Could a taxpayers' bill of rights come to New York?
In 1992, after several attempts had been foiled by the legislature, Colorado’s voters adopted by initiative the Taxpayers’ Bill of Rights (TABOR). This set a maximum amount by which state expenditure could rise and mandated that any state surplus should be immediately returned to taxpayers. It was a pioneering measure, and as it is written into the state’s constitution it is hard for legislators to get around it. This is important because, as Scott LaGanga of Americans for Tax Reform (ATR) points out anything that restricts their right to spend taxpayers’ money.
But even legislators don’t hate TABORs as much as the special interests do. It is inconvenient that special interests don’t drop large checks into your campaign fund, but when you are legally restrained from spending money, they don’t fund your opponents either. The store is empty, and there is nothing for the money men to buy.
The results in Colorado have been remarkable. TABOR brought new business into the state, sucking in tech investment from California. It makes sense. If you are investing, you want a stable business climate. You don’t want taxes shooting up, or the state doling out subsidies to your competitors. But much as large businesses have benefited, Scott LaGanga argues that small Mom & Pop businesses have benefited more. Big business have always been able to afford the best accountants and attorneys. It is entrepreneurs, with their own money at stake, who really need the stable climate that TABOR brings.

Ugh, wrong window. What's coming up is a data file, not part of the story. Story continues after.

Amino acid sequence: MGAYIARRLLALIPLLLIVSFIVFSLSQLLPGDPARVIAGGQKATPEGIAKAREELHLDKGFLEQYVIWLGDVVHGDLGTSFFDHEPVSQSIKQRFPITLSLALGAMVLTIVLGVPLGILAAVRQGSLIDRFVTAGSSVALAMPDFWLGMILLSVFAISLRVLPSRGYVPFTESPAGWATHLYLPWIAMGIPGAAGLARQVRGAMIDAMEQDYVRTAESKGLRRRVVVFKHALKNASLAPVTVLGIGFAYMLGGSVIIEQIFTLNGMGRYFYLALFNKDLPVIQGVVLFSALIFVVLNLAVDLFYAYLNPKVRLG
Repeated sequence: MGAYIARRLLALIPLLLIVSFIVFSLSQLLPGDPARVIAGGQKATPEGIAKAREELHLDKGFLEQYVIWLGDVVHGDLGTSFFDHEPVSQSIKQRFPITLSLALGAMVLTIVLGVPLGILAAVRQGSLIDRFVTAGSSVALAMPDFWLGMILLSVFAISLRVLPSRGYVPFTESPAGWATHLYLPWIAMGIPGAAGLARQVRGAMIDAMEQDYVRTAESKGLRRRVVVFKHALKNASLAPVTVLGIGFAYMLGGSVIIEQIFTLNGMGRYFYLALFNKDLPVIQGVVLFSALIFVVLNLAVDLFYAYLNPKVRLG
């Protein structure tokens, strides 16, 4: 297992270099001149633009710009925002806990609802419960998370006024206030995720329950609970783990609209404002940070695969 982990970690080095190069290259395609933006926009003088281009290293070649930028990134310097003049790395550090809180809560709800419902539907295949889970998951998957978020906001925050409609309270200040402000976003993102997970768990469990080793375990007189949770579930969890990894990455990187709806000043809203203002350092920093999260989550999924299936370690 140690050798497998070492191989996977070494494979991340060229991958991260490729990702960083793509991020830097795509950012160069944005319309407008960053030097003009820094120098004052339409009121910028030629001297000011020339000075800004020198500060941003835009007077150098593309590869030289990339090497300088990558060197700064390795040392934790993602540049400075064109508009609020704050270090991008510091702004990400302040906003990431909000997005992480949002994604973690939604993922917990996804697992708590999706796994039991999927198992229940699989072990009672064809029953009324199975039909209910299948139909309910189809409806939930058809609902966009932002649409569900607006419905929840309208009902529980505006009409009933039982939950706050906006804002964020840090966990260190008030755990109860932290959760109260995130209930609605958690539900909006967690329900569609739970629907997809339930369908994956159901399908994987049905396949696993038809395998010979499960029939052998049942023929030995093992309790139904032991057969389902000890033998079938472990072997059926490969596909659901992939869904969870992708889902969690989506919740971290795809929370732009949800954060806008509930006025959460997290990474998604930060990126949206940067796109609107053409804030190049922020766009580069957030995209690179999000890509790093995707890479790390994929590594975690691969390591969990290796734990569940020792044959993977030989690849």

So far, efforts to bring these sort of rights to New York’s taxpayers have been unsuccessful. The Republican Party remains pretty weak in the state legislature and the state has no right of voter initiative. Colorado is a long way off and has been sucking jobs from neighboring western states. In the heart of blue state America, New York borders only on other blue states, and high tax Canada.
But even in the North East, taxpayers are waking up to their rights. A powerful movement to enact a constitutional TABOR in Maine is gathering pace. At the moment it is making progress in the legislature, but if it stalls there, supporters are confident they have enough signatures to put the matter to an initiative.
Nor is the TABOR movement limited to small and medium-sized states. Ohio Secretary of State, Ken Blackwell, and California Governor Arnold Schwarzeneggar are driving forward initiatives as well. This is just the sort of boost that Ohio’s struggling businesses need if the state is to see the sort of jobs growth that low tax states have seen.
And couldn’t we say the same of New York?
Bringing in such a measure in New York will not be easy. Without the right of initiative, it would require a leader of charisma and commitment on the Schwarzeneggar scale to win that fight. But then, opinion polls seem to suggest Rudi Giuliani would beat Eliot Spitzer by a thumping margin if both run for Governor next year.